In my Links post last Friday, I linked to a post on Mike Gammage’s blog that quoted Janelle Hill of Gartner speaking at the recent Gartner BPM Summit in London:
The right answer in selecting a BPMS is often three BPMSs, based on the particular projects’ needs.
I commented that this seemed to indicate that Gartner is bowing to pressure from platform vendors that have multiple fragmented BPM offerings (e.g., IBM), and that it’s not a good thing for customers.
Just before midnight that night, I received a reply from someone who I met at a conference last year:
Regarding your links today – and the Sourcing Shangri-La post featuring the Janelle Hill/Gartner quote : "The right answer in selecting a BPMS is often three BPMSs, based on the particular projects’ needs."
Couldn’t agree with you more on how disappointing this is. This is a very unfortunate message that I seem to be hearing more and more lately. For those of us out there getting muddy in the trenches, who use and implement a BPMS for business processes executed by [humans] that have [document] and line of business system [integration] inputs and outputs required for most activities within a single business process, this "three different BPMSs " reasoning doesn’t make any sense at all. It does make a convenient pitch, however, if you’re a vendor trying to explain why you’ve acquired products that overlap in a confusing way and perhaps don’t want to lay out the money to integrate them. Maybe I’m missing something, but I’m a little stunned that it seems to be so widely accepted.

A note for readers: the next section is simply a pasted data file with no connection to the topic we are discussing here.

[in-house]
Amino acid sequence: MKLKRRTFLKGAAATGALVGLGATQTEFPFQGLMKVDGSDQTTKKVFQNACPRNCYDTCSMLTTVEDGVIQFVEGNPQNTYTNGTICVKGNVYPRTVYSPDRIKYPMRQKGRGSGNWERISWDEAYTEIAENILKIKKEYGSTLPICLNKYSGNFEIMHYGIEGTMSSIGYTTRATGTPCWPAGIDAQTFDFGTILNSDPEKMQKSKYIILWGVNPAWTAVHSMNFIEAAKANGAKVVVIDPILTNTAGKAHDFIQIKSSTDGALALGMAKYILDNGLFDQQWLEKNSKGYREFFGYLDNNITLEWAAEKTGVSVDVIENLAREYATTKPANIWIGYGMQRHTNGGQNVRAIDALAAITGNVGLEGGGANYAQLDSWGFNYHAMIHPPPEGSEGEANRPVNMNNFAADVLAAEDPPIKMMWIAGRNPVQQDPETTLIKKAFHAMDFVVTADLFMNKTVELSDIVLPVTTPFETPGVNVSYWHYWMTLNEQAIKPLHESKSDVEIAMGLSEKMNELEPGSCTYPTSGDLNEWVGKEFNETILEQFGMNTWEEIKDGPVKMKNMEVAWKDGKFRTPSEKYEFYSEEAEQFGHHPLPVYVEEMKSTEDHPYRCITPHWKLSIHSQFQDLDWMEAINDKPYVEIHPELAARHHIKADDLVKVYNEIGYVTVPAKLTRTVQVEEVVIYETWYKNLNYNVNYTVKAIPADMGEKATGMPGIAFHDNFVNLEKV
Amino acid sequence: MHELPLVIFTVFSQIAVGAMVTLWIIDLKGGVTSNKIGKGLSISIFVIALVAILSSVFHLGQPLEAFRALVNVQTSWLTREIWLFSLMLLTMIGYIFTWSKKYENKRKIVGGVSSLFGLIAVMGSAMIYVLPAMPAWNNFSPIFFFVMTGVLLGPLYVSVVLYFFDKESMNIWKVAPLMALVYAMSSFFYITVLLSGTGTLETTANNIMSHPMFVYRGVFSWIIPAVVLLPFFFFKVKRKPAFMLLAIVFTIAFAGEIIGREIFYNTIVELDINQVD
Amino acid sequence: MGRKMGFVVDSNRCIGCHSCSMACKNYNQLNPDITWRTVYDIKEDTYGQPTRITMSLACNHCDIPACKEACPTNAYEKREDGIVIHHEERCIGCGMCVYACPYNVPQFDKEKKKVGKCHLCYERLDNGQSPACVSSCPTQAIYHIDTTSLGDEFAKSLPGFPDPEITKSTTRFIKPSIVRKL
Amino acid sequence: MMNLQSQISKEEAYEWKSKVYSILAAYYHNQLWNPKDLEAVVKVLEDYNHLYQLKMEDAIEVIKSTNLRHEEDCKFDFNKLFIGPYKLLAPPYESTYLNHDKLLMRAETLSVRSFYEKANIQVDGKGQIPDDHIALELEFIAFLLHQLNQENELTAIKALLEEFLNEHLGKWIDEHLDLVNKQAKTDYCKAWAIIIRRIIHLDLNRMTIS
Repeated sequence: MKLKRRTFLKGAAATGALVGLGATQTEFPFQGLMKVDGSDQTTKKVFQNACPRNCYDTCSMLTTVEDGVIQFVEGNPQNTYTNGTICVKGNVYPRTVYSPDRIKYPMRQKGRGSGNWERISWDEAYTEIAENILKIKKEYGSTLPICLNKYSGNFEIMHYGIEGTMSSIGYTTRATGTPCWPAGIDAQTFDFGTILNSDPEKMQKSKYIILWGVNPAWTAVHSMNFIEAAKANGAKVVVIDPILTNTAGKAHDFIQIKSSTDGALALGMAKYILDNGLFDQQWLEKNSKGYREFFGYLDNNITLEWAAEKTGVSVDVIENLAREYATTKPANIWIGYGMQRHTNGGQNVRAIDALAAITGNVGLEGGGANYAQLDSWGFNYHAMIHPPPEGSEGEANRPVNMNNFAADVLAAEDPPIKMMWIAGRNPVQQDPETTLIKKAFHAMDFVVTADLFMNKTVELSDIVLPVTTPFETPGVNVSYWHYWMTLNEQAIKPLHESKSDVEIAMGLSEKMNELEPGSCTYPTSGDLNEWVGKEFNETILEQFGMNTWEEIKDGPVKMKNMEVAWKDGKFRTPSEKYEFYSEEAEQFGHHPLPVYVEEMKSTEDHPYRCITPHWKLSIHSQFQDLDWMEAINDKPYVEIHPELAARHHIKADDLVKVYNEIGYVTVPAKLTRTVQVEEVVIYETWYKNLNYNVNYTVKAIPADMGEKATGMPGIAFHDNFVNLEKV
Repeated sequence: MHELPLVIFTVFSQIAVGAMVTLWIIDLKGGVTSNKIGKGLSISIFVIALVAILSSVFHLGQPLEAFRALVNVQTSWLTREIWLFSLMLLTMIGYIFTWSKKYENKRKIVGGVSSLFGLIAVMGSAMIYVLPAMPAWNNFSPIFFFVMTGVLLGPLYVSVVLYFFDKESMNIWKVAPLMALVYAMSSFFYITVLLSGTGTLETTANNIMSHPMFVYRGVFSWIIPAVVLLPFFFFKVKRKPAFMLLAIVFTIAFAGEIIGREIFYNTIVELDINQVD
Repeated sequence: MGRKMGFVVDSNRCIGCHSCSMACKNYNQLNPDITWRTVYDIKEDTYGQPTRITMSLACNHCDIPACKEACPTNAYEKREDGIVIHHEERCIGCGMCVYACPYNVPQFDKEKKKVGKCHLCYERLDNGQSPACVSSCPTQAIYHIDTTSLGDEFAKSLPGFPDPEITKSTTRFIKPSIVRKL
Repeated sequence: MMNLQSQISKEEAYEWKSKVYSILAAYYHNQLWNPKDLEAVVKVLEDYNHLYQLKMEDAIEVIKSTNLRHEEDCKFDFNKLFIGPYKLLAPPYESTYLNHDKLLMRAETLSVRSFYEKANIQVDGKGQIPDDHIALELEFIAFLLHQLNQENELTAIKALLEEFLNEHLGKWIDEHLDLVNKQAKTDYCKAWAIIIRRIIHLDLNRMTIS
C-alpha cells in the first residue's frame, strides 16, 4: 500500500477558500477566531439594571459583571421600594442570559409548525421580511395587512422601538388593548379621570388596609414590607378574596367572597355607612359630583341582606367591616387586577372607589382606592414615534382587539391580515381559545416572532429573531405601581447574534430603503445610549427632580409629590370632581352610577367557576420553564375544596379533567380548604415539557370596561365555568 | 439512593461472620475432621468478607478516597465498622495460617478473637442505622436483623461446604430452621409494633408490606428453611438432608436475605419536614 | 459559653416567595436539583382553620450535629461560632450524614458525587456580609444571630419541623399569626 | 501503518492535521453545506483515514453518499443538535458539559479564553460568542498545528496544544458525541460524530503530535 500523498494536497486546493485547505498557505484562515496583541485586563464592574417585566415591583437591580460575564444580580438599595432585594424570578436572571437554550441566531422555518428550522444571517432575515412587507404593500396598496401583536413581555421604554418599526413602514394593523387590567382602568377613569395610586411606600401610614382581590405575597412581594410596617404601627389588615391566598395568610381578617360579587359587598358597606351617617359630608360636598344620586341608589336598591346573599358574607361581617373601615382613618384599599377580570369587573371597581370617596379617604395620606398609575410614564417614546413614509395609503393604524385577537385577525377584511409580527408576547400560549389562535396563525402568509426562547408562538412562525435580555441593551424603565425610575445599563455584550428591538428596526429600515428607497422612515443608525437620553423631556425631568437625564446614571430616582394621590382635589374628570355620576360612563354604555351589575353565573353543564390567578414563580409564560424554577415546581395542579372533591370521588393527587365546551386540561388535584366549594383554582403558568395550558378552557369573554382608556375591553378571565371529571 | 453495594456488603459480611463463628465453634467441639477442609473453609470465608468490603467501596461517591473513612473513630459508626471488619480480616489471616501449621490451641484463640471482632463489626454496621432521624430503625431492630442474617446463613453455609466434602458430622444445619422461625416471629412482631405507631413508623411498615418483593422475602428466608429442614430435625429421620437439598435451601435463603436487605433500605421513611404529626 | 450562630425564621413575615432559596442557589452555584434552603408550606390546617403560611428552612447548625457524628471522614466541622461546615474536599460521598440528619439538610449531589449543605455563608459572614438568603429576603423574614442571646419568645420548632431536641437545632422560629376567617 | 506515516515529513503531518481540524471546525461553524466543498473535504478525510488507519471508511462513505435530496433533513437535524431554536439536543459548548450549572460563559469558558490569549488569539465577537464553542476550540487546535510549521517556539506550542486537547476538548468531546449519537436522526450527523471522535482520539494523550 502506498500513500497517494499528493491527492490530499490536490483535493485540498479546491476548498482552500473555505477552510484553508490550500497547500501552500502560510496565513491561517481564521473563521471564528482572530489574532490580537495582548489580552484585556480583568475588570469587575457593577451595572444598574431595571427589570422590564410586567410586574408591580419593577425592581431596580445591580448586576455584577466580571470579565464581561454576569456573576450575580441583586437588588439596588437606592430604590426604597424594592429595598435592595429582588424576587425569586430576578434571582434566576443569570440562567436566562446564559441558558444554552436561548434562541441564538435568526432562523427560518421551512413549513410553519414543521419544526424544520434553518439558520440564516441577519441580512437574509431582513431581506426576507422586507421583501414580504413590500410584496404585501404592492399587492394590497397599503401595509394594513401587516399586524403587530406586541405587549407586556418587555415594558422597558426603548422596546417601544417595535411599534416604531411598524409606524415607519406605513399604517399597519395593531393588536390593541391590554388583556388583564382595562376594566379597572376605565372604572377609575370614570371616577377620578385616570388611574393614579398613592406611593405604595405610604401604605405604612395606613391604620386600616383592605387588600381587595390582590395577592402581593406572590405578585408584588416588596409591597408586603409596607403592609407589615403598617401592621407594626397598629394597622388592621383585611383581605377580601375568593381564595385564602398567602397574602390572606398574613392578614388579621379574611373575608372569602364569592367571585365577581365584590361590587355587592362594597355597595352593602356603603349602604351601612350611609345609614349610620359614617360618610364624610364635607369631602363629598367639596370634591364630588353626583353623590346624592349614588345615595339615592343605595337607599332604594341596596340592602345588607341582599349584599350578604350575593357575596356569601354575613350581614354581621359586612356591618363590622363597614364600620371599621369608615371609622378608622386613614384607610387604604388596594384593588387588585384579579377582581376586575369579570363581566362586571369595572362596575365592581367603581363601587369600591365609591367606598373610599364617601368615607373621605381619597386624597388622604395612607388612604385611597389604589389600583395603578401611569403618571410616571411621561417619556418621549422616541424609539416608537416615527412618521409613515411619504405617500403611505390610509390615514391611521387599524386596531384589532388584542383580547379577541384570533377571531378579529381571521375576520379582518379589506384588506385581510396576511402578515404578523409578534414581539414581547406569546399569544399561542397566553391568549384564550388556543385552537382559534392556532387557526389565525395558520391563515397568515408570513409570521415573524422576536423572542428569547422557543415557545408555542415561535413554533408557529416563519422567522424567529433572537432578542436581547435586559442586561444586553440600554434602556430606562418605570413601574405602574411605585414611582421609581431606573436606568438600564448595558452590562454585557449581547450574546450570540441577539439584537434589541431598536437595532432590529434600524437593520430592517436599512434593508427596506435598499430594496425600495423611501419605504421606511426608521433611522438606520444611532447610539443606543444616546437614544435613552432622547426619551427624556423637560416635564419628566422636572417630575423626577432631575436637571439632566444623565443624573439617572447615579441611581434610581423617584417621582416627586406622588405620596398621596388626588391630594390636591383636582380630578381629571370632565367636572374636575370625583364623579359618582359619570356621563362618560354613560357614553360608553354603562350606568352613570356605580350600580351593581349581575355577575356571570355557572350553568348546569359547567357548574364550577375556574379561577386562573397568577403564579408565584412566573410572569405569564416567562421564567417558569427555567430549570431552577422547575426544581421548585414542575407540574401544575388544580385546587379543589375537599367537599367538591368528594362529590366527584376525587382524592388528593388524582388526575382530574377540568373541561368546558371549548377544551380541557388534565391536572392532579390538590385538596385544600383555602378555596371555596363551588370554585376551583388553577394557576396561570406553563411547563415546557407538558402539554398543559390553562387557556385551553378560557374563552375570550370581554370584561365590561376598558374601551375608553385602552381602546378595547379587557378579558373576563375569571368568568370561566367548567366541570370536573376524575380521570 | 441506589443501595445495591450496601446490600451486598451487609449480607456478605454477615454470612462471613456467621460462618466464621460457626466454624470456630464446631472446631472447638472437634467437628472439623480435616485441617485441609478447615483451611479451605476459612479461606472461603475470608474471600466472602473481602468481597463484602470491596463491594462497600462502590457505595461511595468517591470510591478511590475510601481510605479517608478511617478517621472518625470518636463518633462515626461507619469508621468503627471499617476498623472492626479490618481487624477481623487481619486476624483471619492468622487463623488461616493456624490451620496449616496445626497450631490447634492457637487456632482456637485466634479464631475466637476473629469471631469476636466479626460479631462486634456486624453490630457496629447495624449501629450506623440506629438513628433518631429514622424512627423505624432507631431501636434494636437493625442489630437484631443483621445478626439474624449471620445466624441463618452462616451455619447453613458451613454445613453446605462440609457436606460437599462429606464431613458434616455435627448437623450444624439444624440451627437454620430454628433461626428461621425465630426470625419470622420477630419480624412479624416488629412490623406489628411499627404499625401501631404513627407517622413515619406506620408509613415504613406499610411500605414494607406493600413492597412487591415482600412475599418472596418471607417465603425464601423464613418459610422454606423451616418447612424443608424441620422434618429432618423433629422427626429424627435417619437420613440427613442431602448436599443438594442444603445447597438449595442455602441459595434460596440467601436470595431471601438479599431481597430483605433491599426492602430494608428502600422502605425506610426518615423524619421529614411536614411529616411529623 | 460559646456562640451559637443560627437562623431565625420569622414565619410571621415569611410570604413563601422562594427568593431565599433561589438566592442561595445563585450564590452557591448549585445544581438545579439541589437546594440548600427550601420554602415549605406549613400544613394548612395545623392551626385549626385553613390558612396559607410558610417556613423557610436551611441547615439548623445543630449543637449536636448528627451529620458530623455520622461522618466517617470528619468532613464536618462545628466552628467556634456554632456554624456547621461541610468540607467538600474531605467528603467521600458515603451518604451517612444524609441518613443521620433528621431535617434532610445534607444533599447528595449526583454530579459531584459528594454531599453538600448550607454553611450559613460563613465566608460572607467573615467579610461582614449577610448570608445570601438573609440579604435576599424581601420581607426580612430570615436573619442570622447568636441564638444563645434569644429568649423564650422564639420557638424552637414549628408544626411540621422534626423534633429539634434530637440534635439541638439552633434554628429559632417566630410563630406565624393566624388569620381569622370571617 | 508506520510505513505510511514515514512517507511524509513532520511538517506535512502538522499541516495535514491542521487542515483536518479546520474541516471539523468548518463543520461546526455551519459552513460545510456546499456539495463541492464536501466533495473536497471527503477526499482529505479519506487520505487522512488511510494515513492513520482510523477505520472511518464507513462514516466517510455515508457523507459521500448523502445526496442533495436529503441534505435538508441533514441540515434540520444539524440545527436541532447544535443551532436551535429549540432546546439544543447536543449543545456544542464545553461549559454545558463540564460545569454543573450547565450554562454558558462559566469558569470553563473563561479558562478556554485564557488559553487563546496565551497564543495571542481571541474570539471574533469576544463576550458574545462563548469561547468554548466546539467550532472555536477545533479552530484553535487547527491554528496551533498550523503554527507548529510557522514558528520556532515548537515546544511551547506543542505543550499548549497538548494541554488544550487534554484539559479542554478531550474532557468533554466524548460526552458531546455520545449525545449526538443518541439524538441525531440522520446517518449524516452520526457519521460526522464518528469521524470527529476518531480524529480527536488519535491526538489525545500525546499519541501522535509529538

As long as vendors (and research VPs) continue to put this out there, the vendors (like Pega) who would never punish their end users or application support teams in a single organization with three different BPM suites to deal with will continue to see results like this (in a severe recession, no less):
“Feb. 22, 2010 – Pegasystems Inc. (NASDAQ: PEGA), the leader in Business Process Management (BPM) software solutions, today announced financial results for the year and fourth quarter ended December 31, 2009. Revenue for 2009 increased 25% to $264 million compared to 2008. Net income for 2009 nearly tripled and increased to $32.2 million.” (http://money.cnn.com/news/newsfeeds/articles/marketwire/0589312.htm)
Couldn’t have said it better myself.